And so, perhaps this swirling together that we get in scriptures like this is the point. Does Jesus’ love of us lead to us following his commandments, or does our following Jesus’ commandments lead to our abiding in his love? The answer to this either/or appears to be, “Yes… both.” Both sides of that Mobius strip are, we find out, one. Or, as it has been said, the trick of all this is to “train ourselves to see the tasks we have been given as part of the gift. Loving one another, obeying God’s commandments, overcoming the world are not things that we must do in order to merit the gift of salvation, as if that were some other independent reality. Rather, they are part and parcel of the gift of salvation, for in doing them in response to God’s prevenient moves in Jesus Christ we find ourselves living more fully, more closely approximating our true humanity.” We are called to do because we are loved, and in doing we discover our fullest selves in the doing, and in discovering our fullest selves we discover God’s love. Command, love, abide… doing, being… being, doing… Perhaps the circular refrain shared of those lovers is wiser and truer than we thought: both sides singing forth, ‘I love my love because I know my love loves me.’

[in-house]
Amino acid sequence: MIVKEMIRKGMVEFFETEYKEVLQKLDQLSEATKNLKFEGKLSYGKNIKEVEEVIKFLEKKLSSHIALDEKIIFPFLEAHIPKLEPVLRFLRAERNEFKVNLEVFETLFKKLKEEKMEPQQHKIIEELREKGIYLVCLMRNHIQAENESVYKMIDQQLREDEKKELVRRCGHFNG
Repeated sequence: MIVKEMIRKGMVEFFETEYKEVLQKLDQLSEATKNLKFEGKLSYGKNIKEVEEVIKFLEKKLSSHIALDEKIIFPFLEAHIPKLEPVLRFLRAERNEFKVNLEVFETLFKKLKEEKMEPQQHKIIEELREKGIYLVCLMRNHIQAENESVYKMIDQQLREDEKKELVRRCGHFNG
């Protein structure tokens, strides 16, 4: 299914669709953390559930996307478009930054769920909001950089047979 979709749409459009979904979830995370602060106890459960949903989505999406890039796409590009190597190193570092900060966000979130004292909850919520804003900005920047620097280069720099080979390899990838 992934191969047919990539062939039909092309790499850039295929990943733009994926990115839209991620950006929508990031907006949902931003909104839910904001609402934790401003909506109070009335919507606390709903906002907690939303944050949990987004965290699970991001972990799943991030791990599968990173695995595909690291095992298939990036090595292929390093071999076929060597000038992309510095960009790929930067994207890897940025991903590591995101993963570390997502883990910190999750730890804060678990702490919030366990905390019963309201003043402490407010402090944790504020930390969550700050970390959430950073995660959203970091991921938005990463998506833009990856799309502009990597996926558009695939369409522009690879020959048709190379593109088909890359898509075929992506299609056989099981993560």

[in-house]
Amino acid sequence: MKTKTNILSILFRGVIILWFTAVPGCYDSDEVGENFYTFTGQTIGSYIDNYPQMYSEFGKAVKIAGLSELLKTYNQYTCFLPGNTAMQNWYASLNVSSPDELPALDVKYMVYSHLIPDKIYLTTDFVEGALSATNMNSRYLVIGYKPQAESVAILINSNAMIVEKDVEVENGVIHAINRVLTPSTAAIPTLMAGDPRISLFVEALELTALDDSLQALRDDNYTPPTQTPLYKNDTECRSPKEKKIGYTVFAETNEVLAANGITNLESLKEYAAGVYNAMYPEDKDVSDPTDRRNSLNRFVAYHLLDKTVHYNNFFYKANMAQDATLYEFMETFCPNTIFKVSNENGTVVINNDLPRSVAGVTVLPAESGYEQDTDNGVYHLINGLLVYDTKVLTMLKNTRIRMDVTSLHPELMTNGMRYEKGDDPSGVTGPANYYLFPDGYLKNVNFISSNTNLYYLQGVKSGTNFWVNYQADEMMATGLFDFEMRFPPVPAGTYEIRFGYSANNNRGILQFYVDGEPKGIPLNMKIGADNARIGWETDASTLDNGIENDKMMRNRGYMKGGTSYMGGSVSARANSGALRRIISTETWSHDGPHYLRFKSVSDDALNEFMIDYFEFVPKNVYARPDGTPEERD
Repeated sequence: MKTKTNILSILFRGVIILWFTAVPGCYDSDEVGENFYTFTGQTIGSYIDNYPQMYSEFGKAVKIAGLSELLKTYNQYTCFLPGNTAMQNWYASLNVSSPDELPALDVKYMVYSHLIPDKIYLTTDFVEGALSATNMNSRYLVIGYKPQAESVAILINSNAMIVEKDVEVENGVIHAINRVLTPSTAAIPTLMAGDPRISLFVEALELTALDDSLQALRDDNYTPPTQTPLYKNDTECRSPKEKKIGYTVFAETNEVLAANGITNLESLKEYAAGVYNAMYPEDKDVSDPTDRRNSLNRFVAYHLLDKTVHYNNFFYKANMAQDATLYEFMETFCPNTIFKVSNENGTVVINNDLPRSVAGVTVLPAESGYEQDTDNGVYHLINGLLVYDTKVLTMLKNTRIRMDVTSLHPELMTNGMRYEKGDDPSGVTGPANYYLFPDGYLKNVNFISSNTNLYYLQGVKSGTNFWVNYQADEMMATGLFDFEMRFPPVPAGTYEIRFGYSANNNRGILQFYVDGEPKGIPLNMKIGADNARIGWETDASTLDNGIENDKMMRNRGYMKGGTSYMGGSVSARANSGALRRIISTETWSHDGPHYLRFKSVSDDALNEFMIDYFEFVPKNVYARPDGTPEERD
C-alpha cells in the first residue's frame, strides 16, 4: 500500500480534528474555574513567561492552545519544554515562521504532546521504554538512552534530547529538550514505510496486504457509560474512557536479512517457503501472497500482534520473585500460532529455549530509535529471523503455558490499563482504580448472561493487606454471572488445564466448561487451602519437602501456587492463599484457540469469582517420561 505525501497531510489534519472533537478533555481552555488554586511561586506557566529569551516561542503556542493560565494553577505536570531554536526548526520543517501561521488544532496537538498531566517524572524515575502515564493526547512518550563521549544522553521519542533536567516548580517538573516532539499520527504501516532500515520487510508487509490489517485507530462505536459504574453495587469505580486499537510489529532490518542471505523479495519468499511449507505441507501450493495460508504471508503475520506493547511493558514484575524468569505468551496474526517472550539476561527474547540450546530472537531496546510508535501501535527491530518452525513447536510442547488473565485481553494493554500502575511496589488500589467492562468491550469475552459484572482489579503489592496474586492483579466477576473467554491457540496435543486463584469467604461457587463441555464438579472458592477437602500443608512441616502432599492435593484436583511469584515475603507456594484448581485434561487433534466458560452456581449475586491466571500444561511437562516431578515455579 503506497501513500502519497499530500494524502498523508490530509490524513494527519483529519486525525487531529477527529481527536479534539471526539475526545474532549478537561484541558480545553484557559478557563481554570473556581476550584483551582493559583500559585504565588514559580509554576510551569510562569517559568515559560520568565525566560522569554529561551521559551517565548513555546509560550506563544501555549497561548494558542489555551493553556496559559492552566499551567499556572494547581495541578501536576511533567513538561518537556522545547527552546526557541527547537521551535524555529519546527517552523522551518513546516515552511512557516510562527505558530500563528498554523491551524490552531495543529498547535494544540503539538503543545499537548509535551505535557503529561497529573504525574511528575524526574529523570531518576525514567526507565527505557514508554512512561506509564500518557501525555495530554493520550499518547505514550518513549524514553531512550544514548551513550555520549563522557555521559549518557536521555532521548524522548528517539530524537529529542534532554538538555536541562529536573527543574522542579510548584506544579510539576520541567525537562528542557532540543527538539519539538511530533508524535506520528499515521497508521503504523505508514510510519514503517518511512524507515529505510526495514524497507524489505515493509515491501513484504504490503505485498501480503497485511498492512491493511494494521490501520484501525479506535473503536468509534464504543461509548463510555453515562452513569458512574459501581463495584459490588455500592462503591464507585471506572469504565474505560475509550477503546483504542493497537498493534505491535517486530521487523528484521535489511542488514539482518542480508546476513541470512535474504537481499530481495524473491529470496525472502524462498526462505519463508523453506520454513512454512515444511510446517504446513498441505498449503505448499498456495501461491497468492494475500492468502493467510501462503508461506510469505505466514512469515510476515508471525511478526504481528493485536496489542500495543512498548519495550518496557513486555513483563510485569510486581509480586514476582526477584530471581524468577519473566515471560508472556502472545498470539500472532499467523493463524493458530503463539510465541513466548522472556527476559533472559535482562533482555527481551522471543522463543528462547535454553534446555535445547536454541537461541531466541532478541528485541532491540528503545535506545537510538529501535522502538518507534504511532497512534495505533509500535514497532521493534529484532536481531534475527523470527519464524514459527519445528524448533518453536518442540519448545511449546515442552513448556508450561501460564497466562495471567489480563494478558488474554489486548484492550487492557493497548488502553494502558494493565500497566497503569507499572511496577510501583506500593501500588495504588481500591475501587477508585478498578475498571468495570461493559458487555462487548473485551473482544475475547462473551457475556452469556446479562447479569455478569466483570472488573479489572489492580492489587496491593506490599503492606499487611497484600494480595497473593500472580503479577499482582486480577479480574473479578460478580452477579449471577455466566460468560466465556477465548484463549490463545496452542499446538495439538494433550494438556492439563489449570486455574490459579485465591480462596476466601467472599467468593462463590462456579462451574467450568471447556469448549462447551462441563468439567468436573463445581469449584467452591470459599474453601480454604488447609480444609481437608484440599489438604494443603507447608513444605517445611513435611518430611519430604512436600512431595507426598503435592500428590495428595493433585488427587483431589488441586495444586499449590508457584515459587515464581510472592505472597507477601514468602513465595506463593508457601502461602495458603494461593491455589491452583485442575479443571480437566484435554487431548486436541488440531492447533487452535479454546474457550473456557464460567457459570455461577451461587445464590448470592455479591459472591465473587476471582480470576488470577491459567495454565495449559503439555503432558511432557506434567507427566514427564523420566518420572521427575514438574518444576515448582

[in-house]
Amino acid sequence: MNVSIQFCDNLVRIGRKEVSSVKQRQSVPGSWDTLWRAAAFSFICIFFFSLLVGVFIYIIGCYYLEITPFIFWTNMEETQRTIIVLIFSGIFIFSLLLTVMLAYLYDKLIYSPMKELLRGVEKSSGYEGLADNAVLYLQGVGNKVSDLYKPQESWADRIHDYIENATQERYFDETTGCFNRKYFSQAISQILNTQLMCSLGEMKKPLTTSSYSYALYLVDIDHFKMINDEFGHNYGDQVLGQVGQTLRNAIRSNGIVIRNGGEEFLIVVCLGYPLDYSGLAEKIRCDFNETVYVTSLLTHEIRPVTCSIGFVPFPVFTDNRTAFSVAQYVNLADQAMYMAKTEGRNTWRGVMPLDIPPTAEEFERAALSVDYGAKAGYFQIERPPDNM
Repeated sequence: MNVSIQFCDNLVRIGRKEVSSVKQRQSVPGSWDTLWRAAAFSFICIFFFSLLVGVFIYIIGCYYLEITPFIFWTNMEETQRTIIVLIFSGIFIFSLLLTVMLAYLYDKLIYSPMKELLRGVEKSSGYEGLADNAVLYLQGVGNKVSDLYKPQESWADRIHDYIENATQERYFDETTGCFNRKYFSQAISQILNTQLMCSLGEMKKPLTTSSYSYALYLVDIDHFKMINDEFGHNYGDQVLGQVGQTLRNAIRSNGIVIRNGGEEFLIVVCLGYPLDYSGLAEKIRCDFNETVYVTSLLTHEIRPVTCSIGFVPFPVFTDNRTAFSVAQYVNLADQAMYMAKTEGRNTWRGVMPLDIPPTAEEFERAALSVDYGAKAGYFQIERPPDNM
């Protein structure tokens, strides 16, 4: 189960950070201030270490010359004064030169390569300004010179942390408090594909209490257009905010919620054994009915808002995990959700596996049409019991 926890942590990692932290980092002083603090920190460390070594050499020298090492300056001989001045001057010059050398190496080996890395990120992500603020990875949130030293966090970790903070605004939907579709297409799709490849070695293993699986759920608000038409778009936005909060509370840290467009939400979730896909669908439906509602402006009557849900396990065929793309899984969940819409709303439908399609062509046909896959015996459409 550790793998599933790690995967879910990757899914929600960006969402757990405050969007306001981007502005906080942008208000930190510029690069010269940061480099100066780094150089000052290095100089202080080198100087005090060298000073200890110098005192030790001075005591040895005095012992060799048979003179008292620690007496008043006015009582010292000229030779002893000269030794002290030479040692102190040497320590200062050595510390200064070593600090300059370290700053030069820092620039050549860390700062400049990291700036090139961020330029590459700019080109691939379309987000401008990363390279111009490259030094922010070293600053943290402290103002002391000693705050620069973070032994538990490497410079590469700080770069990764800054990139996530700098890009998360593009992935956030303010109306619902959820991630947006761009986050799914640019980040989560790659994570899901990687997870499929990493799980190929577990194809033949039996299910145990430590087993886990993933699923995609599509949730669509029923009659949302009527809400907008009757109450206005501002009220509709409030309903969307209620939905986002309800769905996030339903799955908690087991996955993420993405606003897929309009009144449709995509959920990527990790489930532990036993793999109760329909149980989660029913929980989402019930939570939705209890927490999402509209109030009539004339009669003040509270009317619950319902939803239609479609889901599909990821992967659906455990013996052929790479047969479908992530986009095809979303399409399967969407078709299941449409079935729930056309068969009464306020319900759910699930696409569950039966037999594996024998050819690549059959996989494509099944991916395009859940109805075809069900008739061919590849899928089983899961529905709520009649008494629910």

Love can be a confounding thing because it is so ambiguous. Is it simply a mushy, sentimental feeling—a “second-hand emotion” as Tina Turner once sang? Is love an action… and if so, just exactly what action is it? There are many things I might do as a sign of my love: give flowers, do some extra household chores on a day when their schedule’s jam-packed, even listen and be present in a specifically intentional way. But is the giving of flowers or the doing of dishes itself love?